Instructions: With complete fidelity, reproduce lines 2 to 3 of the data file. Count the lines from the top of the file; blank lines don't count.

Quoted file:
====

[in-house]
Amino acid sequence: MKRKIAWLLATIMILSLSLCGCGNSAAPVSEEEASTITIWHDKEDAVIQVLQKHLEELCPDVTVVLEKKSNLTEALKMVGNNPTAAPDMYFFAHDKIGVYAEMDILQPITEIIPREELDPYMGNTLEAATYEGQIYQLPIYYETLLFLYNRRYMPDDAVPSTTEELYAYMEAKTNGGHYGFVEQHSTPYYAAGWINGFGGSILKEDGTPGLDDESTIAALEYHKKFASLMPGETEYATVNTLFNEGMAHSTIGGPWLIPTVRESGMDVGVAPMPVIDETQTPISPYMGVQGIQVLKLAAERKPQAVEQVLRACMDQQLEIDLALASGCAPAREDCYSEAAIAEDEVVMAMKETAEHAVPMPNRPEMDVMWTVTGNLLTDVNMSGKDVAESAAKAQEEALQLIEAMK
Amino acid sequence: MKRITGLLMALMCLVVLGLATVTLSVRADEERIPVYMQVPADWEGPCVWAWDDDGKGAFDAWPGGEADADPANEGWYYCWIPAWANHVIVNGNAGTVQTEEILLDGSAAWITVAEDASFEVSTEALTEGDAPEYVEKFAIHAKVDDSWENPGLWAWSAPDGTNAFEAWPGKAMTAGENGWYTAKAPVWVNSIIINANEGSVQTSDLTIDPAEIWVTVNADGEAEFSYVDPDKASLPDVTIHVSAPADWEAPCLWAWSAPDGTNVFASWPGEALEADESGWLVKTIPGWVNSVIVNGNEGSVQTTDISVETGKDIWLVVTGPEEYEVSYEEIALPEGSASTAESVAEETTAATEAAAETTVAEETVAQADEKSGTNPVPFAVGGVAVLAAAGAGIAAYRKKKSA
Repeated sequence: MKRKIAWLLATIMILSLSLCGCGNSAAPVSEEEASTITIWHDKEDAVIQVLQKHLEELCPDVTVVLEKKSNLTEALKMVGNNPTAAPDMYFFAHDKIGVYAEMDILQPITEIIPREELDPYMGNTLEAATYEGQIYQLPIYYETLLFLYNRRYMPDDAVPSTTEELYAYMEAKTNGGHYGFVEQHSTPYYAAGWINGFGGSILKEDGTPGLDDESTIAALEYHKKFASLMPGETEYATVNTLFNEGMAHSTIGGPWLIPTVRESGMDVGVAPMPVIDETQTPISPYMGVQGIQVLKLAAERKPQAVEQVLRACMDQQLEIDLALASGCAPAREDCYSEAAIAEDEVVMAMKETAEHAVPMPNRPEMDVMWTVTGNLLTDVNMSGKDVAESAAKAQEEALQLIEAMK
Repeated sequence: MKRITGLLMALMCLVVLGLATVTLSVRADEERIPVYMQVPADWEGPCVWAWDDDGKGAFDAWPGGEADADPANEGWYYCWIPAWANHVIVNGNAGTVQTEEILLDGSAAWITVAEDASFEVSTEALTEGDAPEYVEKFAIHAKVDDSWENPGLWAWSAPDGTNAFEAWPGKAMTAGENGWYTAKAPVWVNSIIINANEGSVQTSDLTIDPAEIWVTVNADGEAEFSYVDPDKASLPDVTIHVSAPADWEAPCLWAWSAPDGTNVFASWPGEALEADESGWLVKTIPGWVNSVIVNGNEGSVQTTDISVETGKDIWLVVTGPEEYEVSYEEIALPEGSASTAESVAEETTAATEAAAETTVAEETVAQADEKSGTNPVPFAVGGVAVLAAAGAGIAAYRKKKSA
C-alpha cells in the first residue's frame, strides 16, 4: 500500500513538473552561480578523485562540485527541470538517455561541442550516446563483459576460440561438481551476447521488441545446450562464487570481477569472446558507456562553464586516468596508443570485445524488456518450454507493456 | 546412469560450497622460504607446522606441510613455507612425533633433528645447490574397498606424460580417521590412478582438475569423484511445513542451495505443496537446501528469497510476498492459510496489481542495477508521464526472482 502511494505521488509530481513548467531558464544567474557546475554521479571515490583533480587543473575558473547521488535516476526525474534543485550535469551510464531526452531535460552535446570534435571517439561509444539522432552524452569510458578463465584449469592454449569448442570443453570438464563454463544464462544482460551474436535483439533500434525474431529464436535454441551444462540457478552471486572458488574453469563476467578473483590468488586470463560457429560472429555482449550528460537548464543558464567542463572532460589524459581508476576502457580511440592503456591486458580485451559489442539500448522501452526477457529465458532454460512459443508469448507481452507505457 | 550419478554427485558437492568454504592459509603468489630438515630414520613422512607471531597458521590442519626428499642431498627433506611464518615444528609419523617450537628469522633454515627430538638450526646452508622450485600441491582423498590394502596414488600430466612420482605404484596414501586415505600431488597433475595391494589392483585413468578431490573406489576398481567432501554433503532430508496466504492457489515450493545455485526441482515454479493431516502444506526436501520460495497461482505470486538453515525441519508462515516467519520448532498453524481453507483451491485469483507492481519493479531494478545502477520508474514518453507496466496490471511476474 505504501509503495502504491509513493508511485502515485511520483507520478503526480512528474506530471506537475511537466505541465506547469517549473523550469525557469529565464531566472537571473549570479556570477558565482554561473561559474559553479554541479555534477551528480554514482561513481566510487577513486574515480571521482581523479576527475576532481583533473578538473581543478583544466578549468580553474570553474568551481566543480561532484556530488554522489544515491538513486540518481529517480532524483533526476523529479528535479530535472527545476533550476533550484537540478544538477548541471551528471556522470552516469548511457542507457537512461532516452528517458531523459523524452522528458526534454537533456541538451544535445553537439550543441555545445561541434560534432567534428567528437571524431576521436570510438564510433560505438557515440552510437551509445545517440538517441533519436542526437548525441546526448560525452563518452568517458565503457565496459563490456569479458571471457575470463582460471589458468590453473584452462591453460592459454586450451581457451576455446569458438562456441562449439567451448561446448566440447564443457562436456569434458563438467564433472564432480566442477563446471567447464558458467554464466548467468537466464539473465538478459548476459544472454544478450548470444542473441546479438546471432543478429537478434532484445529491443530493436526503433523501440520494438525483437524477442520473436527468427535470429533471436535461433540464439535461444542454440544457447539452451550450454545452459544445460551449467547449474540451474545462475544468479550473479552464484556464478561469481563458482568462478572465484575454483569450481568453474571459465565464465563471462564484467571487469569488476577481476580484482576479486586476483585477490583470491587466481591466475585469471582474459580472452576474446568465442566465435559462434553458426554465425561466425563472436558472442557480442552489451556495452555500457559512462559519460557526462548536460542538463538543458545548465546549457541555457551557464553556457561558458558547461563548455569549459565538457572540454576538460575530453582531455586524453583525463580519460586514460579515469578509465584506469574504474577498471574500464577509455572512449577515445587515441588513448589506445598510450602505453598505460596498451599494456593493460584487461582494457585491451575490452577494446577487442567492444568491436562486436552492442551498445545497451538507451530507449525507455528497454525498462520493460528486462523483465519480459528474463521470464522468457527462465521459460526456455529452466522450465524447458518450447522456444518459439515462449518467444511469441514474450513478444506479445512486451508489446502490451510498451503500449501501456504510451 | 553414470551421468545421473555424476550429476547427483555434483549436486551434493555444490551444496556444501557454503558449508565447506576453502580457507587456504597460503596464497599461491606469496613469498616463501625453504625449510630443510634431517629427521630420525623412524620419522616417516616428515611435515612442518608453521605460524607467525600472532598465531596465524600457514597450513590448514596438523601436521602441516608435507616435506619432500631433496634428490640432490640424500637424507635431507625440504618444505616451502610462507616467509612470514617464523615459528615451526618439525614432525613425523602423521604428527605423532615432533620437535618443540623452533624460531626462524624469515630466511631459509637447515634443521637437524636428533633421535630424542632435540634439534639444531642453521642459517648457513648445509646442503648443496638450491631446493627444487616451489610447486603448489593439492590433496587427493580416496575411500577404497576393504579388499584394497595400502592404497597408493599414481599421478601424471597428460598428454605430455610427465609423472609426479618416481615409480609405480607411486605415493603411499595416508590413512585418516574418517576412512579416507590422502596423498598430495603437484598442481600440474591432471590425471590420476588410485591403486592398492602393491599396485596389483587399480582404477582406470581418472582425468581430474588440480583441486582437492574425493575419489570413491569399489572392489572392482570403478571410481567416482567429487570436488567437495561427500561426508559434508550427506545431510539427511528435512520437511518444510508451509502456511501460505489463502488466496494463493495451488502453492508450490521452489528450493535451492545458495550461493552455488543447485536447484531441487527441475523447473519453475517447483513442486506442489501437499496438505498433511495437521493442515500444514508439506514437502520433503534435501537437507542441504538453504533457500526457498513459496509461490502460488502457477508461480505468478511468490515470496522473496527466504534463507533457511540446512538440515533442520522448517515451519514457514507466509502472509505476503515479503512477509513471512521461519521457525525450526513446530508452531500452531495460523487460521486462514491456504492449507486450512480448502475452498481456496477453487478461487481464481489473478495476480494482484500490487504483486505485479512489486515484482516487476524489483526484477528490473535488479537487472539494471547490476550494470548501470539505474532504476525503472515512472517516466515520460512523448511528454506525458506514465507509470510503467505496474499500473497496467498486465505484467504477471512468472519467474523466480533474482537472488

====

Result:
Amino acid sequence: MKRKIAWLLATIMILSLSLCGCGNSAAPVSEEEASTITIWHDKEDAVIQVLQKHLEELCPDVTVVLEKKSNLTEALKMVGNNPTAAPDMYFFAHDKIGVYAEMDILQPITEIIPREELDPYMGNTLEAATYEGQIYQLPIYYETLLFLYNRRYMPDDAVPSTTEELYAYMEAKTNGGHYGFVEQHSTPYYAAGWINGFGGSILKEDGTPGLDDESTIAALEYHKKFASLMPGETEYATVNTLFNEGMAHSTIGGPWLIPTVRESGMDVGVAPMPVIDETQTPISPYMGVQGIQVLKLAAERKPQAVEQVLRACMDQQLEIDLALASGCAPAREDCYSEAAIAEDEVVMAMKETAEHAVPMPNRPEMDVMWTVTGNLLTDVNMSGKDVAESAAKAQEEALQLIEAMK
Amino acid sequence: MKRITGLLMALMCLVVLGLATVTLSVRADEERIPVYMQVPADWEGPCVWAWDDDGKGAFDAWPGGEADADPANEGWYYCWIPAWANHVIVNGNAGTVQTEEILLDGSAAWITVAEDASFEVSTEALTEGDAPEYVEKFAIHAKVDDSWENPGLWAWSAPDGTNAFEAWPGKAMTAGENGWYTAKAPVWVNSIIINANEGSVQTSDLTIDPAEIWVTVNADGEAEFSYVDPDKASLPDVTIHVSAPADWEAPCLWAWSAPDGTNVFASWPGEALEADESGWLVKTIPGWVNSVIVNGNEGSVQTTDISVETGKDIWLVVTGPEEYEVSYEEIALPEGSASTAESVAEETTAATEAAAETTVAEETVAQADEKSGTNPVPFAVGGVAVLAAAGAGIAAYRKKKSA